CNBC’s reality show “The Profit” portrays Camping World Chairman and CEO Marcus Lemonis as a financial savior for struggling small businesses. The cable TV show usually portrays Lemonis coming to the rescue of a struggling business, using his “Midas touch” to quickly turn things around.
But the network’s “Golden Boy” took on a little tarnish this week when 50 business owners who had appeared on “The Profit” banded together to file an amended complaint in U.S. District Court for the Southern District of New York. The complaint alleges that Lemonis, NBCUniversal and a production company ironically named “Machete” employed mob-like tactics against the companies that have appeared on “The Profit” in order to defraud business owners and take their companies.
“Marcus Lemonis is a wolf in sheep’s clothing, and a false prophet who uses his fame and fortune to steal small businesses from everyday Americans,” states the proposed amended complaint. “Through NBC’s television show, The Profit, Lemonis presents himself as a savior of struggling small business owners, all the while preying on the business he purports to be saving.”
The filing says that an eight-month investigation revealed that at least 51 companies that have appeared on the show suffered a similar “hellish nightmare” and pattern of humiliation, fraud, extortion and other charges.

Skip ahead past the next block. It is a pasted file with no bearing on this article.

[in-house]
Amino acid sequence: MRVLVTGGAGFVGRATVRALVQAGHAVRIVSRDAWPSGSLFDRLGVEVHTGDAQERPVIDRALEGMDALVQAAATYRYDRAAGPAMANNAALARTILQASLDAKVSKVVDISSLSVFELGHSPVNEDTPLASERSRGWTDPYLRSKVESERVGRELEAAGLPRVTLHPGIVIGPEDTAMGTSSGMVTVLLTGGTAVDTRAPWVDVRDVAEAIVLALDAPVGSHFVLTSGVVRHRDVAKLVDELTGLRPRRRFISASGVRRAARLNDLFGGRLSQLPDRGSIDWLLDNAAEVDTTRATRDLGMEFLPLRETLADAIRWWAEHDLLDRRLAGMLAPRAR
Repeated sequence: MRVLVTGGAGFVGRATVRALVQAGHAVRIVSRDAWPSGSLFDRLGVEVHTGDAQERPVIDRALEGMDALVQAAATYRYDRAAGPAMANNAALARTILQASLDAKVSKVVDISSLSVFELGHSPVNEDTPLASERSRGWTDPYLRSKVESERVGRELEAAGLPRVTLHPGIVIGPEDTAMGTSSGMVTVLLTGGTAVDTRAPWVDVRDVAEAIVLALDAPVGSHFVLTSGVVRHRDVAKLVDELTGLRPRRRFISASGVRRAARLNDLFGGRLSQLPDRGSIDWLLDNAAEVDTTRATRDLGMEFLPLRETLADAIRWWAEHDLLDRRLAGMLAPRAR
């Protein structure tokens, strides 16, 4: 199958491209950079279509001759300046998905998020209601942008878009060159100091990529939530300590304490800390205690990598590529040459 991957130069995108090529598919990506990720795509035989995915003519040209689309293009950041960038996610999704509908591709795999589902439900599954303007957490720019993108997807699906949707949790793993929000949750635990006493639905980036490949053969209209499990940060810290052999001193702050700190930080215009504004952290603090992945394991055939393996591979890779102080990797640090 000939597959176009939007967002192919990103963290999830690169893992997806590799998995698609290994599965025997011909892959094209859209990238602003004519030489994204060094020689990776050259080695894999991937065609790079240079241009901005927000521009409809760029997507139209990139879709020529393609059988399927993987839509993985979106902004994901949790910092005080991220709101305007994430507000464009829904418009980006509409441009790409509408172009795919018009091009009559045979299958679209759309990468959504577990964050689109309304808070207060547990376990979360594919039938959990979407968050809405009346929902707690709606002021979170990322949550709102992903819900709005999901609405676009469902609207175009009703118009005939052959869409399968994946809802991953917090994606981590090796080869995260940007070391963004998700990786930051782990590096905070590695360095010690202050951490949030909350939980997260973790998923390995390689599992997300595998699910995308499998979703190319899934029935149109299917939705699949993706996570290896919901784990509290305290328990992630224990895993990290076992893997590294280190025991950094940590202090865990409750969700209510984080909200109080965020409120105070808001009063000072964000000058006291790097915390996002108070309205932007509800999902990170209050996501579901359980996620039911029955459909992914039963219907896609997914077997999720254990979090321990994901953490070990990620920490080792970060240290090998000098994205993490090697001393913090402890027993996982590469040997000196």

“Lemonis strategically and deliberately drowns these businesses in debt to him and his entities in order to foreclose on them and take their assets and intellectual property to expand his own empire,” the filing states.
The show is now in its 8th season on CNBC. In the reality show, Lemonis supposedly uses the same skills and tactics that brought him to the top of the Camping World empire to help struggling businesses turn things around.
Business owners named in the complaint allege that Lemonis invests in the struggling firms, often requiring them to give him full control over company finances.
The U.S. District Court filing caught the attention of none other than editors at Forbes.com. The website did a very complete story on the claims whirling around Lemonis, including statements he made in his defense.
Lemonis denied he did anything wrong and suggested that the claims made by the 50 business owners were no more than a “grand shake down” made by “people who are not entitled to anything.”
NBCUniversal and CNBC declined to comment for the Forbes.com story.
To read the full story on Forbes.com, click here.